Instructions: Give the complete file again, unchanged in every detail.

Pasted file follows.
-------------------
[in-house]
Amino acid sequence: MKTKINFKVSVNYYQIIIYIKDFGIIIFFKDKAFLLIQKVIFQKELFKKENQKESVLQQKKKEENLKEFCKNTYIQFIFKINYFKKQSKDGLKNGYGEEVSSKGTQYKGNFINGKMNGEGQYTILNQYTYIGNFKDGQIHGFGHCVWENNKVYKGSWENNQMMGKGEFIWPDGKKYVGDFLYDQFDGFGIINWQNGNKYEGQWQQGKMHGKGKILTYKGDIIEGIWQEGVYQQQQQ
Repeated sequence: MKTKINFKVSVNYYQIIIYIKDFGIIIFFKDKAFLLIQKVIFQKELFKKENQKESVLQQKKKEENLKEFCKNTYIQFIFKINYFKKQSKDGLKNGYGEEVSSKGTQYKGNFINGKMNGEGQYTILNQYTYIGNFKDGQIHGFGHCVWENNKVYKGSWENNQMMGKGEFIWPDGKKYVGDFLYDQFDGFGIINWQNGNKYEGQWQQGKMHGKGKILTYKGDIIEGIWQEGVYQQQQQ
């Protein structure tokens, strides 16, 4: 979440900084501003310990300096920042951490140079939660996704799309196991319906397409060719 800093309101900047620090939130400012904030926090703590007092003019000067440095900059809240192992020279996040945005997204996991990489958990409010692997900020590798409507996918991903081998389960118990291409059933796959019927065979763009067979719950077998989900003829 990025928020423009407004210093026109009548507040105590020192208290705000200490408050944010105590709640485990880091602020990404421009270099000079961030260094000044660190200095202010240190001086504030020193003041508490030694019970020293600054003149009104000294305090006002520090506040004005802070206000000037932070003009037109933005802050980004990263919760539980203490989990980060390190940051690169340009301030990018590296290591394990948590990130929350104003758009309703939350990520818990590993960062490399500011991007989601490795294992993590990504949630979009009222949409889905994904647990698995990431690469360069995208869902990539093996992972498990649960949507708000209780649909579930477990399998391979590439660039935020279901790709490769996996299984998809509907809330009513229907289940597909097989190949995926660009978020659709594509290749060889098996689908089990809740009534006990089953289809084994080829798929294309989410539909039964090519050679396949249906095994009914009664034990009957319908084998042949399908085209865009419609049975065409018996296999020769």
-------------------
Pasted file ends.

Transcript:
[in-house]
Amino acid sequence: MKTKINFKVSVNYYQIIIYIKDFGIIIFFKDKAFLLIQKVIFQKELFKKENQKESVLQQKKKEENLKEFCKNTYIQFIFKINYFKKQSKDGLKNGYGEEVSSKGTQYKGNFINGKMNGEGQYTILNQYTYIGNFKDGQIHGFGHCVWENNKVYKGSWENNQMMGKGEFIWPDGKKYVGDFLYDQFDGFGIINWQNGNKYEGQWQQGKMHGKGKILTYKGDIIEGIWQEGVYQQQQQ
Repeated sequence: MKTKINFKVSVNYYQIIIYIKDFGIIIFFKDKAFLLIQKVIFQKELFKKENQKESVLQQKKKEENLKEFCKNTYIQFIFKINYFKKQSKDGLKNGYGEEVSSKGTQYKGNFINGKMNGEGQYTILNQYTYIGNFKDGQIHGFGHCVWENNKVYKGSWENNQMMGKGEFIWPDGKKYVGDFLYDQFDGFGIINWQNGNKYEGQWQQGKMHGKGKILTYKGDIIEGIWQEGVYQQQQQ
């Protein structure tokens, strides 16, 4: 979440900084501003310990300096920042951490140079939660996704799309196991319906397409060719 800093309101900047620090939130400012904030926090703590007092003019000067440095900059809240192992020279996040945005997204996991990489958990409010692997900020590798409507996918991903081998389960118990291409059933796959019927065979763009067979719950077998989900003829 990025928020423009407004210093026109009548507040105590020192208290705000200490408050944010105590709640485990880091602020990404421009270099000079961030260094000044660190200095202010240190001086504030020193003041508490030694019970020293600054003149009104000294305090006002520090506040004005802070206000000037932070003009037109933005802050980004990263919760539980203490989990980060390190940051690169340009301030990018590296290591394990948590990130929350104003758009309703939350990520818990590993960062490399500011991007989601490795294992993590990504949630979009009222949409889905994904647990698995990431690469360069995208869902990539093996992972498990649960949507708000209780649909579930477990399998391979590439660039935020279901790709490769996996299984998809509907809330009513229907289940597909097989190949995926660009978020659709594509290749060889098996689908089990809740009534006990089953289809084994080829798929294309989410539909039964090519050679396949249906095994009914009664034990009957319908084998042949399908085209865009419609049975065409018996296999020769």